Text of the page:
Oregon regulators and health authorities are rolling out a new tracking system that will allow the government to keep closer tabs on the state’s medical cannabis producers. The new system means that come July 1st, Oregon’s medical marijuana growers will have to adapt to some new regulations. The changes, however, won’t be very dramatic and could help ensure unsafe products are recalled before hitting store shelves.
Oregon Will Assign Numbers and Barcodes To Individual Seeds
A major component of the rules that will go into effect July 1st are registration requirements for medical grows. Come July, all medical growers will need to register with both the Oregon Health Authority and the Oregon Liquor Control Commission, KTVZ reports.
Perhaps one of the most striking aspects of the new regulations for Oregon medical marijuana growers is the seed tracking system they will put in place.
Registration with these agencies will mean that each seed a medical cannabis grower plants will receive its own number and barcode. Once the serial numbers are scanned into the tracking system, Oregon authorities will be able to track each plant from germination to sale.
For many, the idea of assigning barcodes to individual seeds feels like something out of a dystopian sci-fi novel. But in reality, the system is quite similar to those already in place to track produce for grocery stores.
“This system works in the same way, so we can essentially trace and track any kind of package that is in the system the same way,” said OLCC spokesman Mark Pettinger.
Furthermore, a similar system is already in place for Oregon’s recreational cannabis growers. But recreational producers deal exclusively with the OLCC, while the medical growers primarily work with the OHA. The new tracking system gives OHA the same kind of oversight capabilities as OLCC does with recreational grows.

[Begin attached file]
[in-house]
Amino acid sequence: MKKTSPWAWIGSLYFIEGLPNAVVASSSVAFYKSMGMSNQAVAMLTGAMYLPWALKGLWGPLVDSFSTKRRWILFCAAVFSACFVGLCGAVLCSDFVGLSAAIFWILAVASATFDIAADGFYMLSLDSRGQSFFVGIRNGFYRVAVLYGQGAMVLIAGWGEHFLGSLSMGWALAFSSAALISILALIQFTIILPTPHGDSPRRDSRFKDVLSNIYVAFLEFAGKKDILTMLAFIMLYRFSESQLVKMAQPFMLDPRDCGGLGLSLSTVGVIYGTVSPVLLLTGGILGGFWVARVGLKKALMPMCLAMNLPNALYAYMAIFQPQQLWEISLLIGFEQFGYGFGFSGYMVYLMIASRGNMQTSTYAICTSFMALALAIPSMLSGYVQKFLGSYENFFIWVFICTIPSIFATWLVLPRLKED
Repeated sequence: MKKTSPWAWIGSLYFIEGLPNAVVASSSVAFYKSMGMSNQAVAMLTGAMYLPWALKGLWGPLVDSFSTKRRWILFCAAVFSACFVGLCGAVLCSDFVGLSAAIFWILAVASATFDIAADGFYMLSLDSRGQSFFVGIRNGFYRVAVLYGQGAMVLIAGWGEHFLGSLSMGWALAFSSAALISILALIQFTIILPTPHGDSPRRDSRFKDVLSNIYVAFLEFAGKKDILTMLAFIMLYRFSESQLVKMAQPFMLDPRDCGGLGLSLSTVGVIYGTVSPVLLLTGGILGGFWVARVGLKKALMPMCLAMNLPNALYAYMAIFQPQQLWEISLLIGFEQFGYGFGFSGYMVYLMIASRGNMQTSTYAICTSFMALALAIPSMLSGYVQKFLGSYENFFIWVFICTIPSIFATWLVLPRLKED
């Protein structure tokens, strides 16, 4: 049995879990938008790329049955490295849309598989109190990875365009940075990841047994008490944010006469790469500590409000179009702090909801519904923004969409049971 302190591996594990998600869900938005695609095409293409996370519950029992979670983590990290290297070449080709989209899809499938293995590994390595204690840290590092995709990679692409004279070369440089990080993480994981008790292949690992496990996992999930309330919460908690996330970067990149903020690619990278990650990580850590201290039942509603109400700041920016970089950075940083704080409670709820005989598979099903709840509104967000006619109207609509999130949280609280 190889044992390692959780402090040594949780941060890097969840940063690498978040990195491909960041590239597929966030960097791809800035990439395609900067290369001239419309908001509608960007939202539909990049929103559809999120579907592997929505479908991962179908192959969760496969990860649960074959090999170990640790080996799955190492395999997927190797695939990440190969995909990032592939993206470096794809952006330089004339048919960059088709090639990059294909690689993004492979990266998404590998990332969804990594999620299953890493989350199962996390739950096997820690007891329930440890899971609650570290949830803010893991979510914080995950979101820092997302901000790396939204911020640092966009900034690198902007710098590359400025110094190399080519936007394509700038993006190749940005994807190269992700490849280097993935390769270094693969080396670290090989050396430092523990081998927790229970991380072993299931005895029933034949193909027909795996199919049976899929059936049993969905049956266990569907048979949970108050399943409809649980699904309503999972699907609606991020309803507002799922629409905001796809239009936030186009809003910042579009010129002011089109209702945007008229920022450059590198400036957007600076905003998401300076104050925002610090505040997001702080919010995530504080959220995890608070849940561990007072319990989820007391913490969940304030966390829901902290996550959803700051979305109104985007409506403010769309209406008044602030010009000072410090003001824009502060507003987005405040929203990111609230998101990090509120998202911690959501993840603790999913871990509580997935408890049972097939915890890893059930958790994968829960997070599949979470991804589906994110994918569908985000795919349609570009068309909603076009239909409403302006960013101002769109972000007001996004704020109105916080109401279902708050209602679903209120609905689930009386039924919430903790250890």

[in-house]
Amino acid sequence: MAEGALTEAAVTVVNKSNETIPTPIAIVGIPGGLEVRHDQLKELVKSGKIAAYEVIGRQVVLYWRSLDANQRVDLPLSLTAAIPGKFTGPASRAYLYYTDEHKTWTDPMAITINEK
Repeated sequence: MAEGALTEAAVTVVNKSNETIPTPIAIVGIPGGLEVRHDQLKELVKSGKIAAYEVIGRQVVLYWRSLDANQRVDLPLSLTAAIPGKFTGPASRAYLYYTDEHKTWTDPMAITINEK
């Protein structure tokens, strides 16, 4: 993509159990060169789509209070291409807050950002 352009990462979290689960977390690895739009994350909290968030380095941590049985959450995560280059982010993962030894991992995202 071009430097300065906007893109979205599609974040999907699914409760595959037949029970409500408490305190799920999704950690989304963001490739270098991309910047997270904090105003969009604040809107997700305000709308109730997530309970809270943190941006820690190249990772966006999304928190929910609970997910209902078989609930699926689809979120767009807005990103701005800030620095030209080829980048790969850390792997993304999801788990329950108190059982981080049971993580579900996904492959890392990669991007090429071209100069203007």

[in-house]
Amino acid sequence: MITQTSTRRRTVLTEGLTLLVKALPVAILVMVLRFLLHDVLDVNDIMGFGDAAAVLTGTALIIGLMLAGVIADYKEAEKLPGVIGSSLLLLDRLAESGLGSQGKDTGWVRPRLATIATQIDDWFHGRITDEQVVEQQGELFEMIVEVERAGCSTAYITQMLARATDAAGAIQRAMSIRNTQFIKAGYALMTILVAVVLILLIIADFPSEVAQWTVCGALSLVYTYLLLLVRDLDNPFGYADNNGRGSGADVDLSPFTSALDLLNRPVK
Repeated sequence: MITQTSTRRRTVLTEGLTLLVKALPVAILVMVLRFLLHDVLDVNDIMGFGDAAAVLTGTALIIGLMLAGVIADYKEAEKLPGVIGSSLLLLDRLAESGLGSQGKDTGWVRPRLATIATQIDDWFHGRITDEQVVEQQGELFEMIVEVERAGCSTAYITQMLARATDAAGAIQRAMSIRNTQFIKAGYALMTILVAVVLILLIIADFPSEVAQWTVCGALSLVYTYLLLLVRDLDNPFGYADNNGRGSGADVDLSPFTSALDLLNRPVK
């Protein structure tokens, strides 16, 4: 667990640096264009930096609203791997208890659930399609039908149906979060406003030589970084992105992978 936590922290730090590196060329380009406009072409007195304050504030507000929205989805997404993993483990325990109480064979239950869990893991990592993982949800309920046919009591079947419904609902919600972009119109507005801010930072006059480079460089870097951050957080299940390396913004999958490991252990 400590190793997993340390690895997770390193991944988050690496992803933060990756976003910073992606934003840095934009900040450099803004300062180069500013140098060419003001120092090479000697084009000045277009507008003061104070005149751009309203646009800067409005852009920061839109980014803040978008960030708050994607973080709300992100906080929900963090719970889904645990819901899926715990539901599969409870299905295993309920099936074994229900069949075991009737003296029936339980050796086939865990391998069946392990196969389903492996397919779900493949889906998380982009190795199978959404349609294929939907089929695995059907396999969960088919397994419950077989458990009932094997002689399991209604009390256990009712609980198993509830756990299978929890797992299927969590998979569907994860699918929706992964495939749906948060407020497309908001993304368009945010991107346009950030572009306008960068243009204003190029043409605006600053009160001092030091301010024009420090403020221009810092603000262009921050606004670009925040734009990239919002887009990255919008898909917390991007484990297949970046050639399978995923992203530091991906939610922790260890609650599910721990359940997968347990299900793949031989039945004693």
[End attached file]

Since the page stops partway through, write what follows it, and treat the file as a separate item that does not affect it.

Ostensibly, the tracking system will allow the Oregon Health Authority to better monitor product quality. It will also facilitate any recalls should the OHA need call back products.
But Pettinger also said the system could help authorities distinguish legal from illegal grow operations. And that possibility has interested Oregon law enforcement officials.
Tracking System Could Help Law Enforcement Crack Down On Illegal Marijuana Grows
Tracking both recreational and medical cannabis grows should help to isolate illegal grows. In turn, this should make it easier for law enforcement to focus on detecting and shutting down illegal operations.
“The expectation is we will be able to detect illegal activity,” Pettinger said. “That will enable law enforcement to focus on those, keeping cannabis that is produced illegally out of the market.”
But law enforcement wants more. Deschutes County Sheriff Shane Nelson requested the OHA hand over a list the county’s registered grow sites.
However, OHA section manager Carol Yann was reluctant to provide the sheriff’s office with the list. Since the OHA primarily focuses on patients, they try to keep such information confidential.
The Regulations For Oregon Medical Marijuana Growers Come July 1st
Oregon’s attorney general has yet to issue an official position on giving OHA registration data to police. But either way, all of Oregon’s legal cannabis grows will have to register with the OHA and OLCC by July 1st. Once registered, inspectors will make regular visits to medical grow sites to ensure compliance with OHA standards.